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Friday, July 29, 2016

Starting the Planning Process: The Three Ps of Estate Planning

Most clients who initiate estate planning do so to provide for their loved ones’ needs, and to avoid burdening their family after they are gone with probate and administration expense and delay. But, no matter your reason for initiating estate planning, it is imperative that you understand what your options are, and how thoughtful estate planning can work for you.   Your plan may be simple (just a will), or more complex (a revocable living trust).   Let’s examine the estate planning process by exploring the areas we refer to as the three Ps of estate planning.

People  Who are the important people in your life?  Your important people likely include your loved ones: your spouse or partner, children and grandchildren, and perhaps your parents, siblings or other relatives.  Beyond these people, your important “people” could also include charities, special causes, colleges or universities, and/or churches or temples to which you are connected.  For some, important people might also include pets.  Spend some time thinking about the impact others have had on your life.  Make a list and jot notes.  This is where the planning process begins.

Property   By property, we are referring to your assets in general.  Make a list of the assets you own or control.  At this point, you do not need to identify policy or account numbers, or exact dollar values, but  rather think about your assets in terms of their nature (cash, stocks, bonds, businesses, real estate, etc.), their value, and your ownership interest.  Do you own assets in your name only, in joint tenancy with someone else, or through some other arrangement?  Be sure to include often overlooked assets such as life insurance (death benefit), money owed to you, and any inheritance you may expect to receive.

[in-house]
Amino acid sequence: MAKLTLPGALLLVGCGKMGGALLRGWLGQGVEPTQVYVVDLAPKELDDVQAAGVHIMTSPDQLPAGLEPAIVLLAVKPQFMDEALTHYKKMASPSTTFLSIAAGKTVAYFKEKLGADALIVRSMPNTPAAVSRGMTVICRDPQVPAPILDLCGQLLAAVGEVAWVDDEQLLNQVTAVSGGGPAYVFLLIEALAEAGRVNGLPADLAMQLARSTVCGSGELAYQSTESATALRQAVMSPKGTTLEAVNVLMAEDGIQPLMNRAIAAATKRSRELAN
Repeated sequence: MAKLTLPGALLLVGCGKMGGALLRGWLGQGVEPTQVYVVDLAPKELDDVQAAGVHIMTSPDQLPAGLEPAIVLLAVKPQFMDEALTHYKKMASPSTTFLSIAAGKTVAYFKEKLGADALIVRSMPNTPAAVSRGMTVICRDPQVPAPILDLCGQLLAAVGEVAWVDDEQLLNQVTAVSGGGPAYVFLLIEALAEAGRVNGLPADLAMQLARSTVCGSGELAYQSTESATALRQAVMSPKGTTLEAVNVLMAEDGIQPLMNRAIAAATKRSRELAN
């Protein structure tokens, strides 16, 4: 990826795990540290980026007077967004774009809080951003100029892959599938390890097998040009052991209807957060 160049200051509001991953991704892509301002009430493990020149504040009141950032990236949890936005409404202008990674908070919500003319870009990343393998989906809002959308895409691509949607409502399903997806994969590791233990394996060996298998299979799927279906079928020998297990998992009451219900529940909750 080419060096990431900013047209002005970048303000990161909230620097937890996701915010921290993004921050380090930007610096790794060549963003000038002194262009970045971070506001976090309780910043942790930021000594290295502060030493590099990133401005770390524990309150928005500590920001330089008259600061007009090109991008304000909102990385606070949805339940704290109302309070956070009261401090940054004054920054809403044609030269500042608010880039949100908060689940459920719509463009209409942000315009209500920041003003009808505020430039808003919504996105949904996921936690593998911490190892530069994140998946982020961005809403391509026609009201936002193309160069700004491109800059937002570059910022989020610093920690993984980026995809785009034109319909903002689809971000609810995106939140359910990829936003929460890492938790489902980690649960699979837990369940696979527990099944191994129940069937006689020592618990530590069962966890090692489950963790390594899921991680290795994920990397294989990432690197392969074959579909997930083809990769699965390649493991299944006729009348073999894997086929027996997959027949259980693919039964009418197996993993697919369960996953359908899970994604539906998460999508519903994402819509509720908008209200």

Plans  After identifying the important people in your life, and your property, the next step is to consider plans for those people (including yourself) and property in the event of your own incapacity or death.  Whom would you select to make decisions if you could no longer do so yourself?  Would the same person handle your finances and your personal and health care decisions?  Who would care for your minor children?  Who will run your business?  How would you distribute your assets to your “people?”  Would you like to minimize the impact of estate taxes? Maximize the impact of a charitable bequest?  Is there a member of your family with special needs whom you would like to provide for?  And, finally, is there someone who perhaps should not receive an outright inheritance, without third-party managed care and oversight?

These are just a few of the issues to consider when approaching the planning process.  An experienced estate planning attorney can help you explore all of these areas and work with you to develop a plan for your unique situation.

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